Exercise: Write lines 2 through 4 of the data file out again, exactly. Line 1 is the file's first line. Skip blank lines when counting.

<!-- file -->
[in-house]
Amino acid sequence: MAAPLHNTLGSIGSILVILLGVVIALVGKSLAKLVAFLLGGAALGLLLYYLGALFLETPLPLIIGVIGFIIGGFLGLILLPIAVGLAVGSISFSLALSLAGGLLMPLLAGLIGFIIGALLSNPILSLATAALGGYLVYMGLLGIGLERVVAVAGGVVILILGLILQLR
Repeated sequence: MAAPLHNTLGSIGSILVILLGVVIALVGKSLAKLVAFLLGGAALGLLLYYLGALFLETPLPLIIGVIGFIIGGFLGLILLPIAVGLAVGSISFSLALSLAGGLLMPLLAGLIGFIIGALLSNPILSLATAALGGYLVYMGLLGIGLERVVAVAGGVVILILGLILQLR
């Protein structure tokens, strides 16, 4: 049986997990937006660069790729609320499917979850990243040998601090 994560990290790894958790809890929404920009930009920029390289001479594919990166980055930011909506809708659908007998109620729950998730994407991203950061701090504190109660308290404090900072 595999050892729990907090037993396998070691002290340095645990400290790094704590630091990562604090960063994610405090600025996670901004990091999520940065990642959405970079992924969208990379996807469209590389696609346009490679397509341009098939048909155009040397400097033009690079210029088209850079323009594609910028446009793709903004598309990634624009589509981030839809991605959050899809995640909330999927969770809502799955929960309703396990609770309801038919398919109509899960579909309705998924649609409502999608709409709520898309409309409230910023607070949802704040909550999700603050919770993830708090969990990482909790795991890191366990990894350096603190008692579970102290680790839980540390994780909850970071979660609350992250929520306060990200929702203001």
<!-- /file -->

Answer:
Amino acid sequence: MAAPLHNTLGSIGSILVILLGVVIALVGKSLAKLVAFLLGGAALGLLLYYLGALFLETPLPLIIGVIGFIIGGFLGLILLPIAVGLAVGSISFSLALSLAGGLLMPLLAGLIGFIIGALLSNPILSLATAALGGYLVYMGLLGIGLERVVAVAGGVVILILGLILQLR
Repeated sequence: MAAPLHNTLGSIGSILVILLGVVIALVGKSLAKLVAFLLGGAALGLLLYYLGALFLETPLPLIIGVIGFIIGGFLGLILLPIAVGLAVGSISFSLALSLAGGLLMPLLAGLIGFIIGALLSNPILSLATAALGGYLVYMGLLGIGLERVVAVAGGVVILILGLILQLR
């Protein structure tokens, strides 16, 4: 049986997990937006660069790729609320499917979850990243040998601090 994560990290790894958790809890929404920009930009920029390289001479594919990166980055930011909506809708659908007998109620729950998730994407991203950061701090504190109660308290404090900072 595999050892729990907090037993396998070691002290340095645990400290790094704590630091990562604090960063994610405090600025996670901004990091999520940065990642959405970079992924969208990379996807469209590389696609346009490679397509341009098939048909155009040397400097033009690079210029088209850079323009594609910028446009793709903004598309990634624009589509981030839809991605959050899809995640909330999927969770809502799955929960309703396990609770309801038919398919109509899960579909309705998924649609409502999608709409709520898309409309409230910023607070949802704040909550999700603050919770993830708090969990990482909790795991890191366990990894350096603190008692579970102290680790839980540390994780909850970071979660609350992250929520306060990200929702203001």